Les Paul has had such a staggeringly huge influence over the way American popular music sounds today that many tend to overlook his significant impact upon the jazz world. Before his attention was diverted toward recording multi-layered hits for the pop market, he made his name as a brilliant jazz guitarist whose exposure on coast-to-coast radio programs guaranteed a wide audience of susceptible young musicians. Heavily influenced by Django Reinhardt at first, Paul eventually developed an astonishingly fluid, hard-swinging style of his own, one that featured extremely rapid runs, fluttered and repeated single notes, and chunking rhythm support, mixing in country & western licks and humorous crowd-pleasing effects.
No doubt his brassy style gave critics a bad time, but the gregarious, garrulous Paul didn't much care; he was bent on showing his audiences a good time. Though he couldn't read music, Paul had a magnificent ear and innate sense of structure, conceiving complete arrangements entirely in his head before he set them down track by track on disc or tape. Even on his many pop hits for Capitol in the late '40s and early '50s, one can always hear a jazz sensibility at work in the rapid lead solo lines and bluesy bent notes - and no one could close a record as suavely as Les. And of course, his early use of the electric guitar and pioneering experiments with multitrack recording, guitar design and electronic effects devices have filtered down to countless jazz musicians. Among the jazzers who acknowledge his influence are George Benson, Al DiMeola, Stanley Jordan (whose neck-tapping sound is very reminiscent of Paul's records), Pat Martino and Bucky Pizzarelli.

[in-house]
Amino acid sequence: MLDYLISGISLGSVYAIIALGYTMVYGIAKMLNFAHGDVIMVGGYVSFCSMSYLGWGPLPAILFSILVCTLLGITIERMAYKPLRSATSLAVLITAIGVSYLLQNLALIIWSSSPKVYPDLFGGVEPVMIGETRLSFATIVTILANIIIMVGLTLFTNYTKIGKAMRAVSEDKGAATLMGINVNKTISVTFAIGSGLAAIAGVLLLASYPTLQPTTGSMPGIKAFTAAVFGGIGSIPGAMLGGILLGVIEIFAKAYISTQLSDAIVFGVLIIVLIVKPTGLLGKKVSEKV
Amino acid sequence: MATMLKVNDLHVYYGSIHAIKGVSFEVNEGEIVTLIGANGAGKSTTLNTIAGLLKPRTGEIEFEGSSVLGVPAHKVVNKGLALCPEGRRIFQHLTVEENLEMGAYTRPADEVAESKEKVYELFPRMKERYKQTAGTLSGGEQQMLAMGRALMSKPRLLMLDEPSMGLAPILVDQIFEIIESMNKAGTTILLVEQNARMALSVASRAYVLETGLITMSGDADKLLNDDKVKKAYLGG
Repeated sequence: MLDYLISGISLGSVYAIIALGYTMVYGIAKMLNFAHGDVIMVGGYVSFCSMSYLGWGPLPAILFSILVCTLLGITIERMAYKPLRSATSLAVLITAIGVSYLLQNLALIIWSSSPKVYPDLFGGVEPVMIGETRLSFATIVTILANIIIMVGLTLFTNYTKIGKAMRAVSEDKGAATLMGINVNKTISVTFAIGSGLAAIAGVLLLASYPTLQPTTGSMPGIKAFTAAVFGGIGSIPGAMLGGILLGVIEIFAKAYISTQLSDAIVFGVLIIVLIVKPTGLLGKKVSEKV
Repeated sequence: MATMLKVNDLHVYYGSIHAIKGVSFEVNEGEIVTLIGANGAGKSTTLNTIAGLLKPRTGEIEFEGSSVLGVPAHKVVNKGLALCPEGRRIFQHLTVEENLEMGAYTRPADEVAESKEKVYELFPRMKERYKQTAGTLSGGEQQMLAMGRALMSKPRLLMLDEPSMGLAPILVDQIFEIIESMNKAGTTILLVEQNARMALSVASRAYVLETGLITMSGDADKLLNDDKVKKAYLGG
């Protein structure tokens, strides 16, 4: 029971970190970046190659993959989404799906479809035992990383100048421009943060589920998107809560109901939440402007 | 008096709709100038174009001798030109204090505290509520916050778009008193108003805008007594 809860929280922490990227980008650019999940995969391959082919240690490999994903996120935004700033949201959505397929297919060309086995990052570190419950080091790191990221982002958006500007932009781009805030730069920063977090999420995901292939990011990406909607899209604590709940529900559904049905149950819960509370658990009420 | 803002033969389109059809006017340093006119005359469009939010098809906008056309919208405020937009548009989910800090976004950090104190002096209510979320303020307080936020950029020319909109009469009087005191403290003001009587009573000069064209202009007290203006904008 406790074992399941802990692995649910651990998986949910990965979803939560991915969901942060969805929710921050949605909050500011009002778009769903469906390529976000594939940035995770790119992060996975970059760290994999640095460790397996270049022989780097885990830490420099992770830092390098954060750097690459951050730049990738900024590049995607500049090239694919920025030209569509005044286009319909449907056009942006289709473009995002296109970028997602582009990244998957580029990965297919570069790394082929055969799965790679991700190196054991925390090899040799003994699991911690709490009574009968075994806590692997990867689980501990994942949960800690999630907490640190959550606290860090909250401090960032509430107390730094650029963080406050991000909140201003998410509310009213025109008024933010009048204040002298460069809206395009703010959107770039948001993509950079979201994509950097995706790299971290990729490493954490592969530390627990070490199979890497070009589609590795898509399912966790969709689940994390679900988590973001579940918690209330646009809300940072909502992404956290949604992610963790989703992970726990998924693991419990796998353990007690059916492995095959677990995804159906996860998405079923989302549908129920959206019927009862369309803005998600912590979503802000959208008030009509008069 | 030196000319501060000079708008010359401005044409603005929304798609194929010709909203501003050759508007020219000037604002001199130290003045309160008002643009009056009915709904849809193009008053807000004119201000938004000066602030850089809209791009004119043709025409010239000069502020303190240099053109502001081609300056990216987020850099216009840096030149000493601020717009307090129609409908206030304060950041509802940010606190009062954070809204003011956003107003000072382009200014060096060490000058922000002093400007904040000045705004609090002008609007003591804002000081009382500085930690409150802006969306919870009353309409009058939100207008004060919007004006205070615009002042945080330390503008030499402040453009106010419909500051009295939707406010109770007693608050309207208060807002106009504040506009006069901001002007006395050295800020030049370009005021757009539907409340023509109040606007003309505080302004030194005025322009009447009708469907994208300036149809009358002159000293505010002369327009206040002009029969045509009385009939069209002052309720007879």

Paul's interest in music began when he took up the harmonica at age eight, inspired by a Waukesha ditchdigger. Paul's only formal training consisted of a few unsuccessful piano lessons as a child - and although he later took up the piano again professionally, exposure to a few Art Tatum records put an end to that. After a fling with the banjo, Paul took up the guitar under the influences of Nick Lucas, Eddie Lang and regional players like Pie Plant Pete and Sunny Joe Wolverton, who gave Les the stage name Rhubarb Red. At 17, Les played with Rube Tronson's Cowboys and then dropped out of high school to join Wolverton's radio band in St. Louis on KMOX. By 1934, he was in Chicago, and before long, he took on a dual radio persona, doing a hillbilly act as Rhubarb Red and playing jazz as Les Paul, often with an imitation Django Reinhardt quartet. His first records in 1936 were issued on the Montgomery Ward label as Rhubarb Red and on Decca backing blues shouter Georgia White on acoustic guitar. Dissatisfied with the electric guitars circulating in the mid-'30s, Paul, assisted by tech-minded friends, began experimenting with designs of his own.